Become a Volunteer
Do you have spare time to fill? Enjoy meeting people? Would you enjoy working in a beautiful heritage environment?
Join us at the Manor as a volunteer in a variety of interesting roles!
Kelmscott Manor depends on its fantastic volunteer team of over 100 people. The majority of our volunteers steward in the Manor’s period rooms on General Open days and during group visits. Other important roles include: welcoming visitors on site and inviting Gift Aid donations; ticket sales; supporting study days and workshops; stewarding special events; supporting the tearoom and shop.
We welcome enquiries at any time of the year. Please contact Kathy Haslam (telephone 01367 253348 or email firstname.lastname@example.org for further information and an application pack. New volunteers will be engaged as vacancies become available and are introduced to their role through an induction programme.
In particular, we currently need volunteers who are available on Saturdays.
‘I started volunteering at Kelmscott Manor about 20 years ago, and I enjoy meeting volunteers and visitors in congenial surroundings. I learn something new, not always related to Kelmscott, every visit,’ Barbara Owen, Volunteer.
‘As a long time admirer of William Morris, working as a volunteer steward at Kelmscott Manor is a complete delight. Not only do I get to spend the day in a lovely Cotswold farmhouse surrounded by beautiful artefacts, which are closely associated with the Morris family, but I do so in the company of other volunteers who are fascinated by Morris’s life and work,’ Helena Neilsen, Volunteer.
TM Rooke's Watercolour of 'Caxtons' by Barbara Owen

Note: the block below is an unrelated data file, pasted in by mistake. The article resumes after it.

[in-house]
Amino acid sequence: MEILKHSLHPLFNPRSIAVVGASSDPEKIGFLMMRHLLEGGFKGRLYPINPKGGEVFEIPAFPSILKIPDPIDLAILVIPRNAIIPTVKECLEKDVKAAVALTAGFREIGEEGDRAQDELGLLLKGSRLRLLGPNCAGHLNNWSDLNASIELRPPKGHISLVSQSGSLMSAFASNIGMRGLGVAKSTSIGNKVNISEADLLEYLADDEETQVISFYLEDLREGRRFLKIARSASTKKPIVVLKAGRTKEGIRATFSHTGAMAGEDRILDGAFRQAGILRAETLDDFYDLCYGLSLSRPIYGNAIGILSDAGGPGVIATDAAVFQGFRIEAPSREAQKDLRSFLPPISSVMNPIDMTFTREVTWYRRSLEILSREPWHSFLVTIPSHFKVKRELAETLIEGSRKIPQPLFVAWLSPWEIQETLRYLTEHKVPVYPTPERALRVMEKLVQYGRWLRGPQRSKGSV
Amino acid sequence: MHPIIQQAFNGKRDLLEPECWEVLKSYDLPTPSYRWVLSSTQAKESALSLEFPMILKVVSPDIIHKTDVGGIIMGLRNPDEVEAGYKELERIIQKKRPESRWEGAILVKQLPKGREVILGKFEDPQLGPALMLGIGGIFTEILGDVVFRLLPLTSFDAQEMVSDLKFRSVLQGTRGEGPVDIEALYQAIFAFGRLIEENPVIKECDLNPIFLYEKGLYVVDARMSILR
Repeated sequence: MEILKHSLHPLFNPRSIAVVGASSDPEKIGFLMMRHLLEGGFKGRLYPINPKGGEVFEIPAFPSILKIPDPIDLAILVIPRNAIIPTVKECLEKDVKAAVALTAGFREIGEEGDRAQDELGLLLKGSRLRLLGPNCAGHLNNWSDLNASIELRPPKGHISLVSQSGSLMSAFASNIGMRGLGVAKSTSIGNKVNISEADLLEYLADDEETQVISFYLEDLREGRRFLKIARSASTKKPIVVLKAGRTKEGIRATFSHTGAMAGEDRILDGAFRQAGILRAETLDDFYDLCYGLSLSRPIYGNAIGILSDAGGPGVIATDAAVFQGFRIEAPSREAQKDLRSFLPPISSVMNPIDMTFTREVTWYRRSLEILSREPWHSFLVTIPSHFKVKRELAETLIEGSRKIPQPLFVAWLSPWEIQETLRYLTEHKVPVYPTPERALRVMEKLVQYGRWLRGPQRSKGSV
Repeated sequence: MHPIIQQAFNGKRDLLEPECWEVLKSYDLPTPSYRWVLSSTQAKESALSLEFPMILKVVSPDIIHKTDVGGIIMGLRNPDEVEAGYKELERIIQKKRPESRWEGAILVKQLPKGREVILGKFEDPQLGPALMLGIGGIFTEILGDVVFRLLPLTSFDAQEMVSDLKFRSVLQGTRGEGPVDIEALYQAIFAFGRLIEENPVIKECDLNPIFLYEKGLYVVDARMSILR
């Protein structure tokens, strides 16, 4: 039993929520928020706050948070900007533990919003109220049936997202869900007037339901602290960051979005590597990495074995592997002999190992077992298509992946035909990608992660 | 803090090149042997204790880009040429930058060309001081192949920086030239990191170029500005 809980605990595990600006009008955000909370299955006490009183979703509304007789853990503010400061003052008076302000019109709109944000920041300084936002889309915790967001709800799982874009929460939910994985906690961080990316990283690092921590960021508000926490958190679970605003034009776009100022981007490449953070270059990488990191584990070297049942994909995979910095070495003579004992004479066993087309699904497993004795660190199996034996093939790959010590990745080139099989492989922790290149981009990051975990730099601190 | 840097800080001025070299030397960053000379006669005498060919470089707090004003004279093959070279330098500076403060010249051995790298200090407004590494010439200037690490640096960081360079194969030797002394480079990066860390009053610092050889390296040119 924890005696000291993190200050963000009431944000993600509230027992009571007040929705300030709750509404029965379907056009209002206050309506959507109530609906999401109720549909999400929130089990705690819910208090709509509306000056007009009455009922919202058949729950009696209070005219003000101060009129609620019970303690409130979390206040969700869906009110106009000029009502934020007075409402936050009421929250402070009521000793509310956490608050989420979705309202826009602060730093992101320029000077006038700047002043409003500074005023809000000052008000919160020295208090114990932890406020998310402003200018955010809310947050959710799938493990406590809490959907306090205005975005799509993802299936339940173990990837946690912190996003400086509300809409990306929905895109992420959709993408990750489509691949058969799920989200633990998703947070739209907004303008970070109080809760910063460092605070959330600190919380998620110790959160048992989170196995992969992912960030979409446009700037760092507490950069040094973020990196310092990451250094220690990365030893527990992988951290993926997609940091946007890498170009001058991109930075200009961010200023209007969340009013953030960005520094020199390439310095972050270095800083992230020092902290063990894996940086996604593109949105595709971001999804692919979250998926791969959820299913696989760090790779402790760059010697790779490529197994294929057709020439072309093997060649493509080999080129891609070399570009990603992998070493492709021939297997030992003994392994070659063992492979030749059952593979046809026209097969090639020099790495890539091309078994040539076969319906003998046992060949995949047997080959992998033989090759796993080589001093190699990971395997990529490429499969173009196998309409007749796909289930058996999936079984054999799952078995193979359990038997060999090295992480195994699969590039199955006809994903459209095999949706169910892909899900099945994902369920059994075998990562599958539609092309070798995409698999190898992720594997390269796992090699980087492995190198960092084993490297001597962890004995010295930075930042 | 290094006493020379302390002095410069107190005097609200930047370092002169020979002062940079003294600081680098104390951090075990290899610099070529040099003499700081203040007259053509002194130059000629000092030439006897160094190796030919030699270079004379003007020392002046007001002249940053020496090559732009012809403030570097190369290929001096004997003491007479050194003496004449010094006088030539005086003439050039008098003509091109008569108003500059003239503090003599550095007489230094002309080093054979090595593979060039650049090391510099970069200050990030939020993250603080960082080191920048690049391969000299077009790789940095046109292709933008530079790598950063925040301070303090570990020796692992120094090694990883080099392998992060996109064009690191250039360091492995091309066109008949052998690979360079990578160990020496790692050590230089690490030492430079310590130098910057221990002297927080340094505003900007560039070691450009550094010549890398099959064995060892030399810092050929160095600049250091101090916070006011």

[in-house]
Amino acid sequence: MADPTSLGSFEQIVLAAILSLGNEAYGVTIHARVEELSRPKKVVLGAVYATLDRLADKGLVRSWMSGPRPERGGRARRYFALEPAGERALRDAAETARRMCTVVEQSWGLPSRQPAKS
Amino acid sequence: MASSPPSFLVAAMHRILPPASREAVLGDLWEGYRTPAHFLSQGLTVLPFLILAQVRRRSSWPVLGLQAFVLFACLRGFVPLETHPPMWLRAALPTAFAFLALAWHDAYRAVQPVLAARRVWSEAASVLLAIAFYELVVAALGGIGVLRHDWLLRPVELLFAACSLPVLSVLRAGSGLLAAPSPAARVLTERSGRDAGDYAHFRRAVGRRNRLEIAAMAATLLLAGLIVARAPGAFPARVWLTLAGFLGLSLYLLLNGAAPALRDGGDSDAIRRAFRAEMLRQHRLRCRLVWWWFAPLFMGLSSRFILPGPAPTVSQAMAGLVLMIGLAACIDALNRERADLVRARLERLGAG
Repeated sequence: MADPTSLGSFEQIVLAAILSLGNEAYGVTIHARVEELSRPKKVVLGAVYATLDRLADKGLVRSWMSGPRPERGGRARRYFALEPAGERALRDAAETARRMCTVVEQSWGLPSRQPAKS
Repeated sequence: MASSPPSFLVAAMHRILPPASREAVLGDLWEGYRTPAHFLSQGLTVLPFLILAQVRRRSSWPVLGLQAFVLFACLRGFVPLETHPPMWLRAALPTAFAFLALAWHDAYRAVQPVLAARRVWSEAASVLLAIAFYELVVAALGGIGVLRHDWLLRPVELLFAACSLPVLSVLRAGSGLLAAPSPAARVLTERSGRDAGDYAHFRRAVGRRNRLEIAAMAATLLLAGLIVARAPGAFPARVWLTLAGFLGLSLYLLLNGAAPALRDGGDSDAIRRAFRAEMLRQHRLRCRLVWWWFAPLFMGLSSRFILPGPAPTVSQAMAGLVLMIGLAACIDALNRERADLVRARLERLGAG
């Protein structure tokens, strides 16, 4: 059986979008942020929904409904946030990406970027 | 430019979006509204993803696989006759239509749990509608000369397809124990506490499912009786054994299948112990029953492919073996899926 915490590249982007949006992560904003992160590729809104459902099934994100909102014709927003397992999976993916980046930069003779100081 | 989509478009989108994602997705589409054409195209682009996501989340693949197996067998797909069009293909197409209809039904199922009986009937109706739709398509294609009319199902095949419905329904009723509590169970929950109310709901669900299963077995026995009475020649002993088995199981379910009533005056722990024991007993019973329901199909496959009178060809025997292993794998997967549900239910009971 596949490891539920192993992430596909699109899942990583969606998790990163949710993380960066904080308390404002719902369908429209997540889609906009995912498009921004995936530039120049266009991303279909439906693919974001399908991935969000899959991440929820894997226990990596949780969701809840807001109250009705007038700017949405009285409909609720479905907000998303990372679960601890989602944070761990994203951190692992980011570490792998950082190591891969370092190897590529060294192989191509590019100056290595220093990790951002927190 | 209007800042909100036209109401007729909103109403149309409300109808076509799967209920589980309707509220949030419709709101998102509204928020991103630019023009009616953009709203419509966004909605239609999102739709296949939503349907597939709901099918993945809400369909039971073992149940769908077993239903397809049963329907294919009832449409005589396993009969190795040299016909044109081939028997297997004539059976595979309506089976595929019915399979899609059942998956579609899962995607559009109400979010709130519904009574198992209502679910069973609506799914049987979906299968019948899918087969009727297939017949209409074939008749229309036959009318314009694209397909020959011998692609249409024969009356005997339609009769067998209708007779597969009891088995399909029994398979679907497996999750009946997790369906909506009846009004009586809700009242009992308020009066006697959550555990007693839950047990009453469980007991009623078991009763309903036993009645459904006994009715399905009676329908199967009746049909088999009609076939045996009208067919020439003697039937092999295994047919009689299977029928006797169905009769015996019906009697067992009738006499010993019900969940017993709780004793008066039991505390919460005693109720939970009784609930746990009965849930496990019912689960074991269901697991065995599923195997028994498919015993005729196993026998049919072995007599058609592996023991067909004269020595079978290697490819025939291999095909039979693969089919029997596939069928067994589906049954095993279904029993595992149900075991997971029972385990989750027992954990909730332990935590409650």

One of my favourite objects in Kelmscott Manor is the painting by Thomas Rooke of Philip Webb’s rented cottage. It is just inside the door in Jane’s bedroom and most visitors walk by, taking in the rest of the room. Rooke’s painting is a detailed watercolour of the living room where Philip Webb spent his retirement. The room is simple and comfortable, furnished with Morris chairs and a Hammersmith rug. The window panes and tiled floor are lovingly executed and the door leads directly outside. The picture gives a strong impression that Philip Webb lived in a more Morris style than Morris himself.
I think that Philip Webb and Thomas Rooke could have been rather similar men. Neither have had the recognition they deserve but I suspect that neither of them would expect it nor care very much. Philip Webb co-operated with Morris all his working life. He was kind, selfeffacing , and generous. Thomas Rooke was Burne-Jones’ studio assistant for almost 30 years. He painted large religious pictures and recorded buildings threatened with demolition for Ruskin. Like Webb, he was gentle and unassuming. Burne-Jones wrote of him to Ruskin: 'There is a very high place in Heaven waiting for him and he doesn’t know it'.
My interest in Morris dates from my student days, at Whitelands, established in 1841. The chapel was furnished with windows and reredos by Morris and Burne-Jones. Ruskin donated books and drawings and established the tradition of May Queen and maypole dancing. I started volunteering at Kelmscott Manor about twenty years ago, and I enjoy meeting volunteers and visitors in congenial surroundings. I learn something new, not always related to Kelmscott, every visit.